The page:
Ugandan opposition presidential candidate Bobi Wine said soldiers raided his home on Tuesday and arrested his guards, two days before an election pitting the singer-turned-lawmaker against one of Africa’s longest-serving leaders.
Patrick Onyango, police spokesman for the capital Kampala, denied Wine’s home had been raided or that anyone was arrested, saying: “We were just rearranging our security posture in the area near his home, specifically removing some checkpoints.”
Campaigning ahead of Thursday’s vote has been marred by crackdowns on opposition rallies, which the authorities say break COVID-19 curbs on large gatherings. Rights groups say the restrictions are a pretext for muzzling the opposition.
At 38, Wine is half the age of President Yoweri Museveni and has attracted a large following among young people in a nation where 80% of the population are under 30. He is considered the frontrunner among 10 candidates challenging the former guerrilla leader who seized power in 1986.
While security forces have cracked down on the opposition at previous polls, the run up to this year’s vote has been especially violent. In November, 54 people were killed as soldiers and police quelled protests after Wine was detained.
Wine said the raid on his compound in Kampala and the arrest of his guards happened while he was doing an interview with Kenya’s Hot 96 FM radio station.
“I have to end the interview because I can see soldiers beating my security guards,” he said.
Wine also said a team member who works mainly as a mechanic was shot dead by the military overnight.
Museveni, 76, has won every election since the first under his presidency in 1996, though they have been tarnished by intimidation of the opposition and accusations of vote rigging.
Uganda is a Western ally, a prospective oil producer and is considered a stabilising force in a region where war has plagued some neighbours. It also contributes the biggest contingent of an African Union force fighting Islamist insurgents in Somalia.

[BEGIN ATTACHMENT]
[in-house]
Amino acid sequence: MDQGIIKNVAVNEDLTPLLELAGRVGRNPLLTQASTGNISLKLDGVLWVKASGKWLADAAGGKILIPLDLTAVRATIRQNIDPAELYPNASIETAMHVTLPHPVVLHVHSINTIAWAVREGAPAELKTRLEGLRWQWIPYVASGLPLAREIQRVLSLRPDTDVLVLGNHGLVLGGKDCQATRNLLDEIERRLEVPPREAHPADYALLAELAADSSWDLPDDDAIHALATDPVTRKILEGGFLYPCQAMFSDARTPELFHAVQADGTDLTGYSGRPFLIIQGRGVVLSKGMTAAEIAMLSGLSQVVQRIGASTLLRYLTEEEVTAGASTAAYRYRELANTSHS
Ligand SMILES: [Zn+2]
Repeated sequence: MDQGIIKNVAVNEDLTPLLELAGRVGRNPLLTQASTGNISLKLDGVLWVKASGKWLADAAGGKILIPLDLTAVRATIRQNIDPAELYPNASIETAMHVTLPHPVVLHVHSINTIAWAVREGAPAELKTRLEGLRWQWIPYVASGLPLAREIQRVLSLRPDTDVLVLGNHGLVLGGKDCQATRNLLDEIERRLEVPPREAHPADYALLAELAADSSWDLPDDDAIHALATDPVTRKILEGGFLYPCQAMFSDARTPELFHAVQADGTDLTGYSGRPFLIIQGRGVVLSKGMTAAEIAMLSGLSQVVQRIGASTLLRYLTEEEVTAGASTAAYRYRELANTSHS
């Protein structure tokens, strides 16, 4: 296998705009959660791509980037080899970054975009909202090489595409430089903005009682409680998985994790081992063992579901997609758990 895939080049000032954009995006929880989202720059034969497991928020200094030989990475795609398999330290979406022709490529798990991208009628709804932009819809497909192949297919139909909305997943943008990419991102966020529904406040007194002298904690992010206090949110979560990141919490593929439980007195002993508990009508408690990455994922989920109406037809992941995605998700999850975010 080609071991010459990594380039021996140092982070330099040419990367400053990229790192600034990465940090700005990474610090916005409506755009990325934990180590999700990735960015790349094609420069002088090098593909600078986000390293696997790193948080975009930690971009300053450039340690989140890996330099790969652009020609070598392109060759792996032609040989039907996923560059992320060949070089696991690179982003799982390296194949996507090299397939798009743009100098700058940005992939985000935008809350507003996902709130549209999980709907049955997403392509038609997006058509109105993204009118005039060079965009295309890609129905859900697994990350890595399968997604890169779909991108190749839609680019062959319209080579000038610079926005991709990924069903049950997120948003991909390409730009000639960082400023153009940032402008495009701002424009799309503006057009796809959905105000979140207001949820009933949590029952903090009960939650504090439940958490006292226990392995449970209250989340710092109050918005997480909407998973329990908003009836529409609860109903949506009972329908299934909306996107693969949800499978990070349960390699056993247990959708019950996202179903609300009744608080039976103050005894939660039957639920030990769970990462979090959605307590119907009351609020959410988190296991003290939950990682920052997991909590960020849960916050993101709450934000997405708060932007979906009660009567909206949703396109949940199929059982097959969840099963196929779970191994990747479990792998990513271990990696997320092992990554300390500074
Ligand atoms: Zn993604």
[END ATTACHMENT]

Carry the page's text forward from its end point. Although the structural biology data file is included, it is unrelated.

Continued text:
While Museveni was welcomed for bringing stability after the brutal reigns of two dictators, opponents say his government has become riddled with corruption and nepotism.
Museveni said on Twitter that he would address the nation at 7 p.m. (1600 GMT) on Tuesday ahead of the presidential and parliamentary votes on January 14.
The European Union is not deploying election observers as advice from previous observers about how to make the polls fair went unheeded, the bloc’s ambassador to Uganda has said. The African Union will deploy observers.
On Tuesday, many people reported being unable to access Facebook and WhatsApp. During the 2016 election, both social media networks were shut off for days around the vote.
Wine and his supporters have been using Facebook to relay live coverage of his campaigns and news conferences after he said many media outlets had declined to host him.
Most radio and TV stations are owned by government allies while the country’s leading daily is state-run.
Museveni and his supporters have also been using Facebook, though the U.S. media giant said on Monday it had taken down a network linked to the ministry of information for posting from fake and duplicate accounts.
At a news conference on Tuesday, Wine and two other opposition candidates – Patrick Amuriat and Mugisha Muntu – urged Ugandans to turn out and “protect their vote” by staying at polling stations to observe counting.